Last week we initiated the dialog on dynamic interventions through a presentation at the Arizona Educational Research Organization (AERO). I wish to thank the organization for providing the opportunity to introduce the intervention initiative to members of the organization. Also there were useful questions from the audience that I would like to discuss. One point made in the presentation was that technology can play an important role in promoting the development and implementation of dynamic intervention systems integrating intervention research and intervention management. Technology is beneficial in two major ways: First, it makes it possible to do things that would be difficult to accomplish without technology. For example, online instructional monitoring tools make it possible to observe the responses of multiple students to questions in real time. Second, technology can reduce the work involved in designing and implementing an intervention. For example, online intervention planning tools can automatically evaluate benchmark testing data to identify groups of students at-risk for not meeting standards and to recommend objectives to be targeted for instruction in an intervention aimed at minimizing the risk of not meeting standards.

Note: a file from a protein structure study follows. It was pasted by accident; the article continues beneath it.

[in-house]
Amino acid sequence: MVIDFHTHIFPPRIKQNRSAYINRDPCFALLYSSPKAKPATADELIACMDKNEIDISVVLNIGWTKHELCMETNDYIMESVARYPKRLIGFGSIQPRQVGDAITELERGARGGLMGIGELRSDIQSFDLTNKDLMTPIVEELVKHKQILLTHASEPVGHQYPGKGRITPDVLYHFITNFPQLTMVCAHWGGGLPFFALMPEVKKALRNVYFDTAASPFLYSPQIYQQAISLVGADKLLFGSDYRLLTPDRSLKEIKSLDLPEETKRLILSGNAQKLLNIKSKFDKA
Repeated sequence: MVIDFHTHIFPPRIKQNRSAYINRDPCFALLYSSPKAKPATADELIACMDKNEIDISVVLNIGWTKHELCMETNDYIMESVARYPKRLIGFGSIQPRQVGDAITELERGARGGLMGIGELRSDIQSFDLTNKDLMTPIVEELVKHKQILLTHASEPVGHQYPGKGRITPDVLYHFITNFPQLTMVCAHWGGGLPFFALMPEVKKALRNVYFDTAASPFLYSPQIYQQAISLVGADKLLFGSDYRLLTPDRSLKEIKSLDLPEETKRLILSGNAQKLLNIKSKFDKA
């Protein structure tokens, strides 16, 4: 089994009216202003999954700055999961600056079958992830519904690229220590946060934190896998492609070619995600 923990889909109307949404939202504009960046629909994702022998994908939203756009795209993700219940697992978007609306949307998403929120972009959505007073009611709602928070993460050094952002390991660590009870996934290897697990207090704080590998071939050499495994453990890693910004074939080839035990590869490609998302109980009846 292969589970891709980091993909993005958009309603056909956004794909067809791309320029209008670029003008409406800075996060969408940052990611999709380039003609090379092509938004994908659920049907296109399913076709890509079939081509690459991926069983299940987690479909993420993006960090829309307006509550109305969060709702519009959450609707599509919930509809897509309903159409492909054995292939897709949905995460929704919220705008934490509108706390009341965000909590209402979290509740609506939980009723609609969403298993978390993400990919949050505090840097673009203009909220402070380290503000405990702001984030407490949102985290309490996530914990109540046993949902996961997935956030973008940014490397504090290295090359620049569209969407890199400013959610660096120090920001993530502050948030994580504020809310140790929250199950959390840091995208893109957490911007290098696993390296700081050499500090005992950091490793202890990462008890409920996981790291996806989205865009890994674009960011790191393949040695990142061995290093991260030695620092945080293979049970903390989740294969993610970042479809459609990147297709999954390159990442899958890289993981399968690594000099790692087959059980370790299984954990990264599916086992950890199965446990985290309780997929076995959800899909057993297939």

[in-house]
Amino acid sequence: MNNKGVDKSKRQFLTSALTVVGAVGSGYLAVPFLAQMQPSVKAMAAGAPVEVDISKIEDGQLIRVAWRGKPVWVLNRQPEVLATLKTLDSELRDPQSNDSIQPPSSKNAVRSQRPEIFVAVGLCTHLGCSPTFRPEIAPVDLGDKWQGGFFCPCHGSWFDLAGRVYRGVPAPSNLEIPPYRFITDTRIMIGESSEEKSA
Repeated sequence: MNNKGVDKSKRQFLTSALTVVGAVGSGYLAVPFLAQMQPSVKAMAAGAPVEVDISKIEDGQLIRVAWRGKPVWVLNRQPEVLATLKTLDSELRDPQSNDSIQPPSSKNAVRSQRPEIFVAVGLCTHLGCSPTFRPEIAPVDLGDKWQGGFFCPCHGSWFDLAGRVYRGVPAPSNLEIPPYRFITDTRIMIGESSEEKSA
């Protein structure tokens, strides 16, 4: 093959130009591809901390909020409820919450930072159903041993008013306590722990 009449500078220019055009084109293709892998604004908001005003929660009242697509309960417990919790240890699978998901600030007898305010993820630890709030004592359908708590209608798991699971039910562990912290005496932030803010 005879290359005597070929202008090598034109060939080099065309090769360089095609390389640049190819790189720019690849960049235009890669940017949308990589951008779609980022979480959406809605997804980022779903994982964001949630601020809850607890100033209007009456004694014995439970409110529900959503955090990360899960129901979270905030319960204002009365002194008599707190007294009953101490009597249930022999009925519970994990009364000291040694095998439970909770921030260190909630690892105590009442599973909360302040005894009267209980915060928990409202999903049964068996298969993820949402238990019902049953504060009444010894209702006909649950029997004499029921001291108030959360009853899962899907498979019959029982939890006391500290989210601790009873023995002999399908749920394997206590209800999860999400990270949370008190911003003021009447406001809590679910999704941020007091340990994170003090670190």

A number of important audience questions were raised concerning the use of technology in dynamic intervention systems. One question dealt with the issue of whether or not all interventions should be implemented online. The answer that I gave is that all interventions are not and should not be required to be implemented online. There are two reasons for this: First, not all districts have the necessary technology to support online interventions. Second, instruction does not and should not always occur on a machine. That said, technology can still be helpful. For example, online technology can be useful in documenting the occurrence of interventions that take place offline. Questionnaires and records of lesson plans and assignments can document implementation of an intervention. Data of this kind has been used effectively in many studies of intervention implementation.
Another audience question raised the possibility of automating experimental designs that could be implemented to assess intervention effects. There is no substitute for a skilled researcher when the task at hand is experimental design. Nonetheless, automated packaged designs could be useful in supporting the kinds of short experiments that we have proposed for use in dynamic intervention systems. We are currently working on the design and development of technology to automate experimental design.